Of course, you don't want to spend pages and pages hashing out various options. Keep your time-line in mind. How much time do you have to make your decision? My characters had time, not a lot, but enough. If your character has only moments, he may only be able to weigh priorities - his life or that of his love and vow not to go down without a fight. Maybe hide now in order to be able to fight later is the only option, no matter how it rankles, because the alternative is to die now and accomplish nothing. Maybe your character comes to a crossroads and he has to choose which direction to go. Straight forward was the direction he had been going, but what is to the right and what is to the left? Should he explore these options or ignore them? What if he chose wrong and the enemy was able to sneak up behind him?

What would you do? For that is the ultimate question. Invariably, each of our characters is a tiny bit of ourselves; it's what allows us to fill them with life. As we must make decisions every day about what to do tomorrow, your characters must do the same thing. In fiction, these day-to-day decisions are skipped over, but sometimes it's okay to mull them around; it involves your reader in the problems your character worries about, it draws them in and involves your reader in the life of your character.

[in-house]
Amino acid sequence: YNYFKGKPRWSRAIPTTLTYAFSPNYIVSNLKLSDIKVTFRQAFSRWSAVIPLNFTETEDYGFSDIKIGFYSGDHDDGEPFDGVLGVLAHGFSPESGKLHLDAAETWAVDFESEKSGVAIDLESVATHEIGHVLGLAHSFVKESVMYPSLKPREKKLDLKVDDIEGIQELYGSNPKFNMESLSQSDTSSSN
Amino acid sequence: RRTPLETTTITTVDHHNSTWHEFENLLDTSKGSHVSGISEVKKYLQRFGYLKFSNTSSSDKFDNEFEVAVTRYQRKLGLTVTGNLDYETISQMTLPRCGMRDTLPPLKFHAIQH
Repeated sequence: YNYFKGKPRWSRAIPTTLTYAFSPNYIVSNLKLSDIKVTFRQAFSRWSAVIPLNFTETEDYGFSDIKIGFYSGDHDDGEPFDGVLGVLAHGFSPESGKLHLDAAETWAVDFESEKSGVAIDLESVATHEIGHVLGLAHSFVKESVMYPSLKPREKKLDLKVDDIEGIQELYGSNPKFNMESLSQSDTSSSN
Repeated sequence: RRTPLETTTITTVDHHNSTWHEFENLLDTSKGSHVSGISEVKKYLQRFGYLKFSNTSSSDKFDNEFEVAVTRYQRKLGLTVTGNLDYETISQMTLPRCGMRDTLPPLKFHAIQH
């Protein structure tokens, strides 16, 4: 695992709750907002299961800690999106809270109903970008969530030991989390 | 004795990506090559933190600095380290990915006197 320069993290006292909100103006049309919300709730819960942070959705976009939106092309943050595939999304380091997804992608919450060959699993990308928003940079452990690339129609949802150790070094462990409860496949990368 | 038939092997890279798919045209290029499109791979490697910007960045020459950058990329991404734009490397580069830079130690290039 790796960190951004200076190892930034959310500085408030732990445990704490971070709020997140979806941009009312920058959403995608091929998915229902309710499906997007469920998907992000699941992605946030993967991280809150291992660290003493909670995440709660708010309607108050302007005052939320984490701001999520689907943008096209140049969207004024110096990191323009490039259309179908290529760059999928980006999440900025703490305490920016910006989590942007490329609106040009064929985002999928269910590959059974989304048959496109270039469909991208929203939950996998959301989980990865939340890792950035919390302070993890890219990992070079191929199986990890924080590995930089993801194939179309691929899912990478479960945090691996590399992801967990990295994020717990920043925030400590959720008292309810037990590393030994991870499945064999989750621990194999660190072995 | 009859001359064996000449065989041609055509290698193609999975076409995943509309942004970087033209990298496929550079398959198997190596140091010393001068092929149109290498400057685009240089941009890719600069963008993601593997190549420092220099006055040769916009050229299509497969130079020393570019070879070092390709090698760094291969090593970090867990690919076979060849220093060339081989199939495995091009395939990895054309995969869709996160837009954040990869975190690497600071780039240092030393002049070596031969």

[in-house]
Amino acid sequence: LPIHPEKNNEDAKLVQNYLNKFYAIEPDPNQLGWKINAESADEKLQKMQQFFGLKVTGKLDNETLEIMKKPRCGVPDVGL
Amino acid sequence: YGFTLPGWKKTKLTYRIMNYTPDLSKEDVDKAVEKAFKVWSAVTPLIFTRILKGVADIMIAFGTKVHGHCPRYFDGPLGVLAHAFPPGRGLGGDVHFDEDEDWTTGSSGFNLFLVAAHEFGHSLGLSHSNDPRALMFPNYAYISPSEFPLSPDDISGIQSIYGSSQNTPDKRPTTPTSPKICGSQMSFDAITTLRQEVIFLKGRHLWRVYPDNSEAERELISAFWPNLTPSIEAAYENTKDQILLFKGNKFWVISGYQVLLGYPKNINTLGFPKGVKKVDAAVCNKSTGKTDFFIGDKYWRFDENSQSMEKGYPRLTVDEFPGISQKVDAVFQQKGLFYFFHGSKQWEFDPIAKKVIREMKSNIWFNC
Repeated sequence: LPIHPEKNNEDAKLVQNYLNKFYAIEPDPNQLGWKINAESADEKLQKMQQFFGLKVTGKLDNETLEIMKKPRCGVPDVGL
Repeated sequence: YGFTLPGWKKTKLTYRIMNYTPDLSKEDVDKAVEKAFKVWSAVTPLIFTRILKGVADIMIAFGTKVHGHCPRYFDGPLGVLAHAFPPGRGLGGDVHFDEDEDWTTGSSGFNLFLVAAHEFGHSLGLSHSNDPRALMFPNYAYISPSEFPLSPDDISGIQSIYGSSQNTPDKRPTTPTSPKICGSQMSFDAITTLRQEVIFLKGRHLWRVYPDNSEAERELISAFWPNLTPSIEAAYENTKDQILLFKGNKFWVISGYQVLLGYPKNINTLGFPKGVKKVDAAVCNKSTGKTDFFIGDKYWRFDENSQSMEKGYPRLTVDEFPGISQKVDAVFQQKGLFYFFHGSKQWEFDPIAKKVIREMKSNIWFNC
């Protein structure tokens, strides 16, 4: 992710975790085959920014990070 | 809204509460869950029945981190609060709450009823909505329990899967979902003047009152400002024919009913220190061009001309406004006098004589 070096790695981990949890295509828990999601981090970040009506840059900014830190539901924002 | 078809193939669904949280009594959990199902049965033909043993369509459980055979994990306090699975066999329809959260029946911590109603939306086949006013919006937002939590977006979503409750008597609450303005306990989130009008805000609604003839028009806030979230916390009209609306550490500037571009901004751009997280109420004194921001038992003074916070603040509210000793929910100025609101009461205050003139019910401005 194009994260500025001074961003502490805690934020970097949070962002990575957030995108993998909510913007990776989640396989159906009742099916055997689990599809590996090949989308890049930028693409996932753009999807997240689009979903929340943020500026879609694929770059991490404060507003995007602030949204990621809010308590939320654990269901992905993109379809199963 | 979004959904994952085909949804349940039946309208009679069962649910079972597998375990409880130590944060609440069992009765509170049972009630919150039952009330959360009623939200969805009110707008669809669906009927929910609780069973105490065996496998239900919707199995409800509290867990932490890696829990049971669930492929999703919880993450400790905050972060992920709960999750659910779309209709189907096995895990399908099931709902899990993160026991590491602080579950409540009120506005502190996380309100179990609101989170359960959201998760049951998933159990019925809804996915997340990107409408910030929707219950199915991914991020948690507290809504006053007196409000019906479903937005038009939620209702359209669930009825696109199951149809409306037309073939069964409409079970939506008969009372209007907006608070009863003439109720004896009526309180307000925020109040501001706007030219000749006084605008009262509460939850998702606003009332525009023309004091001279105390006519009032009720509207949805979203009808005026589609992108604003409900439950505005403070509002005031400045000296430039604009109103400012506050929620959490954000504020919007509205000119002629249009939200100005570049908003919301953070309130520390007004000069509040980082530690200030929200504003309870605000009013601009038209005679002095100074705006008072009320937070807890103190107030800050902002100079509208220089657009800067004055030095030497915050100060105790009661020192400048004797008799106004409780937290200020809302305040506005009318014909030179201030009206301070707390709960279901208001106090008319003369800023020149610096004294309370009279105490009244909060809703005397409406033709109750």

What problems does your character have to deal with?

Friday, March 4, 2011

February Writing Contest Winner - Whimsicality from Ambitious Writers, Goodreads

The genre choices for February were myth or poetry, and unless I miscounted, there were 21 entries. Whimsicality was the winner by popular vote, with this entry.


Genre: Myth
Rating: T
Word Count: 886
Summary: An English assignment we had to do: create a myth on a natural phenomenon.

How The Ocean Got Its Tides

Once upon a time, not too long ago, there lived a man named Mateo. Mateo was of such stupendous size that a baby could easily fit in one of his hands. He was over seven feet tall with muscles that were the size of melons. Every day, Mateo would demonstrate his strength to all of the townspeople by lifting up a cart several times in a row as if it were no more than a pail of water, or juggling watermelons as if they weighed no more than rubber balls. All of the people in his village were terrified of him. As he made his rounds in the town square, people would whisper and point, “There goes Mateo, the strongest man alive. You wouldn’t want to get him angry!”

Unfortunately, Mateo did get angry. Quite a bit. Especially after several mugs at the local tavern. In these drunken fits, he had twice his usual strength. Mateo could crush a man’s head with one hand. He could throw chairs and tables and people across the whole length of the tavern as easily as you or I would throw a book. Needless to say, eventually nobody went to the tavern with Mateo around anymore. Nobody could stand his terrifying fits of rage.

When Mateo was drunk, not only did he get angry, but he bragged as well. That man could brag all day long and twice as much when he was drunk.

“I fought five mountain bears with my bare hands and won.” “And nobody would say he was lying for fear of his strength. “I climbed Mount Gigantus and wrestled with the god of strength, Higor, himself.”